Schuylkill Valley Journal
The Schuylkill Valley Journal (SVJ) was founded in 1990 by Jim Marinell as a staple-bound publication. Jim would attend readings at the Manayunk Roxborough Art Center in the early 1990’s where Peter Krok coordinated and hosted literary programs. In 1996 the SVJ became part of the Manayunk Roxborough Art Center. On November 11, 2001, Jim Marinell died. At that point Krok worked with Suzy Marinell, Jim’s wife, and it was decided in order to maintain the SVJ that Krok should become the editor. When Marinell was editor of the journal he basically was a one-man staff. Krok developed a staff to run the journal including a poetry editor and fiction editor (Fran Metzman).
Krok made the following changes: journal changed from a stable-bound to a perfect-bound publication; the page total was increased; and the journal was published semiannually. In 2004 it became necessary for Krok to become the publisher and the editor developed a fiction editor and poetry editor and an additional staff to maintain the journal. The next major change occurred in 2007 when the SVJ online fixture was created. That site was meant to be a display of selections from each new issue and an archive of previous issues. In the Spring of 2008 with volume 26 the editor started to use City of Philadelphia sculptures as the cover page. The SVJ has continued to publish twice a year. The SVJ has become one of the fewer and fewer print publications.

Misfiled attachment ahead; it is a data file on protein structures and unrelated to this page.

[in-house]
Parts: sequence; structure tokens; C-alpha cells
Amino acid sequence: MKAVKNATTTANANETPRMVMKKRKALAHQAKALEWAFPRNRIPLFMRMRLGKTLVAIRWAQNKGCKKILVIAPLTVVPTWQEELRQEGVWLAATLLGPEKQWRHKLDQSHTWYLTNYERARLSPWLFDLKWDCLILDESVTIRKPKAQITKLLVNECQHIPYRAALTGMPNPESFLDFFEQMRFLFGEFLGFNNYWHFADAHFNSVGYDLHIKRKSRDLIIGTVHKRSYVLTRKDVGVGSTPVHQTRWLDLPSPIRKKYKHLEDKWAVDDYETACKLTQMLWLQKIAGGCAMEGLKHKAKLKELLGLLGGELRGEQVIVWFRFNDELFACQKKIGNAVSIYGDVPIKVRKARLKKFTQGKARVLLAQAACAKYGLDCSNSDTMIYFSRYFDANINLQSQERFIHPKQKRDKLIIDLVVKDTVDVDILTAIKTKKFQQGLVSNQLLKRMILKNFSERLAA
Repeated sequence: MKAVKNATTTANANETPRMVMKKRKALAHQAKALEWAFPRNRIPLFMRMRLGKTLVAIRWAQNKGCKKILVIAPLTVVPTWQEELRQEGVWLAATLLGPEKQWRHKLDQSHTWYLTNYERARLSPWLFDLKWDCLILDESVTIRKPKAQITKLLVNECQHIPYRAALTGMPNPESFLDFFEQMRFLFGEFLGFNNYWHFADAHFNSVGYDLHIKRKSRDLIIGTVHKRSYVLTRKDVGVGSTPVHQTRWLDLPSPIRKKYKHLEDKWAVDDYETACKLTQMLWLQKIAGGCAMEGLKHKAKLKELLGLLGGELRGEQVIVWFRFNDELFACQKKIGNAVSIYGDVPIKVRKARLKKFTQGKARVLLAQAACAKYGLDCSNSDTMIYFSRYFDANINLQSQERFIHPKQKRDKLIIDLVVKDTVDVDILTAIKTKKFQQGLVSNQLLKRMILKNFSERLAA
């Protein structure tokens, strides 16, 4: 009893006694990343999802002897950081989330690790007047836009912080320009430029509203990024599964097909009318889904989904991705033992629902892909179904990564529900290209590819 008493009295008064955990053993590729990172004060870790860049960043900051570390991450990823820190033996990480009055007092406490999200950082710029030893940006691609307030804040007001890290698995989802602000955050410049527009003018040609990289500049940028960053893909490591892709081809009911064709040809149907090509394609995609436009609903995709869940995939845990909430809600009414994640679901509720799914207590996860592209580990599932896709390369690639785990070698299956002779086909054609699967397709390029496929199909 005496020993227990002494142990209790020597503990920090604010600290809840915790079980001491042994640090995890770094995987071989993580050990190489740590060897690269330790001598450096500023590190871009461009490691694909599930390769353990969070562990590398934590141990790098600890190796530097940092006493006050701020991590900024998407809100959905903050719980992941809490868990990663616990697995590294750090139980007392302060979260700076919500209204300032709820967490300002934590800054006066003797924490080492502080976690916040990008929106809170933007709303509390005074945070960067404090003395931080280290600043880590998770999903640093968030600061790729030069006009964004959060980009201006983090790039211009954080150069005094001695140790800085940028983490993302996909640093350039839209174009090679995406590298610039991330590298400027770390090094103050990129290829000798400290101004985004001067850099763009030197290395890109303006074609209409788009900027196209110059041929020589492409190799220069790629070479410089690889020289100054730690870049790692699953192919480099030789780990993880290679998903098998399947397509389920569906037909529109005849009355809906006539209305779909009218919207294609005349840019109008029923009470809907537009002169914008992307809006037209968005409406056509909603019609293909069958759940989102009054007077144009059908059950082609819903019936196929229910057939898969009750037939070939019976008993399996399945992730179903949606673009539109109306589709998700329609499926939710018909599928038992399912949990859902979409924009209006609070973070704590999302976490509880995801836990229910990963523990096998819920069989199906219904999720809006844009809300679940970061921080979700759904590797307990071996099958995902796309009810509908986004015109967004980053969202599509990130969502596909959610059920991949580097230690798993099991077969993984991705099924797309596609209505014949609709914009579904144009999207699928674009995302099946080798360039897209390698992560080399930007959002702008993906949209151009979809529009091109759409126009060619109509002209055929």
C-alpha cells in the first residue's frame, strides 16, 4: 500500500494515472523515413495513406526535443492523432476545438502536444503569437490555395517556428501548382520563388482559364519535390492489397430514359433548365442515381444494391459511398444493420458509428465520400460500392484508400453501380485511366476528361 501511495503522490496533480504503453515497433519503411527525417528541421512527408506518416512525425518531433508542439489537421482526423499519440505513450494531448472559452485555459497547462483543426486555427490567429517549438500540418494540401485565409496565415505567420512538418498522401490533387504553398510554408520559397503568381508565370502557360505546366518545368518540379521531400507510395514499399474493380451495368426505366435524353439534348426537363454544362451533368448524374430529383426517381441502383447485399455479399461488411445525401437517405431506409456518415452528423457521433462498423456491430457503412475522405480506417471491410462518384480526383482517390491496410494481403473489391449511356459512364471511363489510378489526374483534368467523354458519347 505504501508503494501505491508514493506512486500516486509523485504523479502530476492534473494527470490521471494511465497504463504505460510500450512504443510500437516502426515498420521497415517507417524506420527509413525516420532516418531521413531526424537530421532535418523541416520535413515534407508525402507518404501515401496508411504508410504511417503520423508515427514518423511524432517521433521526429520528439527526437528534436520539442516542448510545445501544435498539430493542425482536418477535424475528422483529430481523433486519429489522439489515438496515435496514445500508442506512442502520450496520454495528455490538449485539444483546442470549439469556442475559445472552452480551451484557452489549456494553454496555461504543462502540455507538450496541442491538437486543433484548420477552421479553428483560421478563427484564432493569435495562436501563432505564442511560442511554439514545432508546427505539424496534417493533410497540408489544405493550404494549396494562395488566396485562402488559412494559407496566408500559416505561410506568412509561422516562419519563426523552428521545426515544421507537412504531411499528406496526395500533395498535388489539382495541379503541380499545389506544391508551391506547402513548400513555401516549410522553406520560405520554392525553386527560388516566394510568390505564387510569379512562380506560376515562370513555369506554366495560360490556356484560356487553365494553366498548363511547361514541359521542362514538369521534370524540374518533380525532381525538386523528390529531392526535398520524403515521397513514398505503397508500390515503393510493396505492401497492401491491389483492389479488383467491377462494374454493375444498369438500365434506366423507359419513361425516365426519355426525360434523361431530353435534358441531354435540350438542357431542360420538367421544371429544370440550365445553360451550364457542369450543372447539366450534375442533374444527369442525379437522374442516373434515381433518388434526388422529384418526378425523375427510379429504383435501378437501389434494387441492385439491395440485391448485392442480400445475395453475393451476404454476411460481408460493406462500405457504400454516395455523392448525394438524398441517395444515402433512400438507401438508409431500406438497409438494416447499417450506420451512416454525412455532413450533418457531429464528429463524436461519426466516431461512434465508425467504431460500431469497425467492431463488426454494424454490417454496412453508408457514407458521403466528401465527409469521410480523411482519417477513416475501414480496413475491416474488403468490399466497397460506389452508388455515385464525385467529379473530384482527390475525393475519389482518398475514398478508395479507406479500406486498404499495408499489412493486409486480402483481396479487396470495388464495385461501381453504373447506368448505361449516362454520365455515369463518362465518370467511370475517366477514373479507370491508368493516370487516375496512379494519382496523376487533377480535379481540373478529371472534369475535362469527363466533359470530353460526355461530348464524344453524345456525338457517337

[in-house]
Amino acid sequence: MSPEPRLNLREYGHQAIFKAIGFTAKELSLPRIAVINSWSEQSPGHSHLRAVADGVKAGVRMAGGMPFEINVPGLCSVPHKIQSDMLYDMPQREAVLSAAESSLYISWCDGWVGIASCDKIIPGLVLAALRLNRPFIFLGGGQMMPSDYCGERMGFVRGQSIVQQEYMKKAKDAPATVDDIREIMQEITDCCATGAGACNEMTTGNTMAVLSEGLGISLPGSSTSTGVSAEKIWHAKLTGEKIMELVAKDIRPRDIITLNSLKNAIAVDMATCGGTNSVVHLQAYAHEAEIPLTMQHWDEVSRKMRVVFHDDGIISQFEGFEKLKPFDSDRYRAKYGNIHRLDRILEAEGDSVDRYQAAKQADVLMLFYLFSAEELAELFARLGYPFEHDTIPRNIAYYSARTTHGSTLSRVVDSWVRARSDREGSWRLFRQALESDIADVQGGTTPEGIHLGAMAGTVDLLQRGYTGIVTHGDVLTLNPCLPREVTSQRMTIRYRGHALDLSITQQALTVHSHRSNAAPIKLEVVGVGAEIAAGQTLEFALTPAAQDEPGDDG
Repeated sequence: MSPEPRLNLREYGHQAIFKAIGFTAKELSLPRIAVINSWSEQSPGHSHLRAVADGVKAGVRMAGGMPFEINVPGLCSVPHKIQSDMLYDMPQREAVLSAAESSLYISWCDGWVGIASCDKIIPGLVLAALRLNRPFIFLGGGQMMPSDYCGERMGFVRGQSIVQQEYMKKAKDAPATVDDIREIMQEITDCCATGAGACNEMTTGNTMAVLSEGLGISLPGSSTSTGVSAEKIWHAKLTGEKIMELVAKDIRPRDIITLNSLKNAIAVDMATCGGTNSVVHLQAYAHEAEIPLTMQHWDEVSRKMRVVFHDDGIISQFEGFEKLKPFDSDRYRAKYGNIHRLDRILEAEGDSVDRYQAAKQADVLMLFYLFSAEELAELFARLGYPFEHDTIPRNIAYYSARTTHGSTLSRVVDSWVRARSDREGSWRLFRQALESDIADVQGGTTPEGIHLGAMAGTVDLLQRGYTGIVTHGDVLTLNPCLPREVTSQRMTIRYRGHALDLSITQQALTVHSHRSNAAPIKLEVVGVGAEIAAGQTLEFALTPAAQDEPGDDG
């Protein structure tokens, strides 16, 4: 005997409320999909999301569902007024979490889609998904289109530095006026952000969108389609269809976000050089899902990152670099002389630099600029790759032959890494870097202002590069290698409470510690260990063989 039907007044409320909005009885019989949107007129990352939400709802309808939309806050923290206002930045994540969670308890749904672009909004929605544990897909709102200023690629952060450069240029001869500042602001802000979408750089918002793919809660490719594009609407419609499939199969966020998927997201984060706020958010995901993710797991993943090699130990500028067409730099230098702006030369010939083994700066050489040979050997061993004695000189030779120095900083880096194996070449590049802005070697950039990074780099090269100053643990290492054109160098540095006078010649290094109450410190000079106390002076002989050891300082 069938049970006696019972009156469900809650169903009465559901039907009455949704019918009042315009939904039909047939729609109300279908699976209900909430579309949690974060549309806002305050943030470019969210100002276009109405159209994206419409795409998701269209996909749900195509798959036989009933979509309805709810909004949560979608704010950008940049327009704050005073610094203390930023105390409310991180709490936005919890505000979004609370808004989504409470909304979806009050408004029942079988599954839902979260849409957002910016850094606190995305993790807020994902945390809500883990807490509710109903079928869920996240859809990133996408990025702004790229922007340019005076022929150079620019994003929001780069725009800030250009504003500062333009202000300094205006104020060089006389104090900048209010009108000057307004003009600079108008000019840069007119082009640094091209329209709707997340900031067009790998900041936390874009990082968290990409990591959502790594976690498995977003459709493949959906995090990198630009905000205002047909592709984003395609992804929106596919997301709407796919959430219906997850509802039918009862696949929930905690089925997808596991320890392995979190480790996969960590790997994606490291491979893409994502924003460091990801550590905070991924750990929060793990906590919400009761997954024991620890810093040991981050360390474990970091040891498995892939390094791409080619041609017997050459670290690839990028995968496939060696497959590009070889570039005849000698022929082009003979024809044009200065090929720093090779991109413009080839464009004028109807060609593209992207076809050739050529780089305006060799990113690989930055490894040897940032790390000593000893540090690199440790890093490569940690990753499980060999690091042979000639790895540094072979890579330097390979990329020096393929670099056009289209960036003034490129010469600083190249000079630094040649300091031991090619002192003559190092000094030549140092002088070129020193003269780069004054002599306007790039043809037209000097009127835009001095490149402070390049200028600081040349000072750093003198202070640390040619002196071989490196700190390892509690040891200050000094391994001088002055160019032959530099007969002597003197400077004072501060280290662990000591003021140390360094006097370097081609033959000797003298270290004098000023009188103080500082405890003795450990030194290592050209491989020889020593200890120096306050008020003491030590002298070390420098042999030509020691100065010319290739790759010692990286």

It became increasingly clear that the demands for maintaining the online site established in 2007 were onerous and outmoded. In 2013 the editor decided that the SVJ needed an online presence. The internet is the preferred medium for information and literary matters.
Because it is so difficult to reach out to a larger audience in a print journal, it was time to update the reach and breadth of the SVJ, particularly through the setting up and developing a well-developed online site. The SVJ will remain a print journal and be titled as SVJ Print, and there will also be SVJ Online (svjlit.com)
The SVJ Online will not be a billboard (as the old SVJ online site was) but, above all, strive to be a conversation. The goal is to provide a dynamic online presence and to serve as a useful exchange for those engaged in the arts. My theme of the SVJ has always been, as E.M. Forster advised in the epigraph to Howard’s End, “Only Connect!...”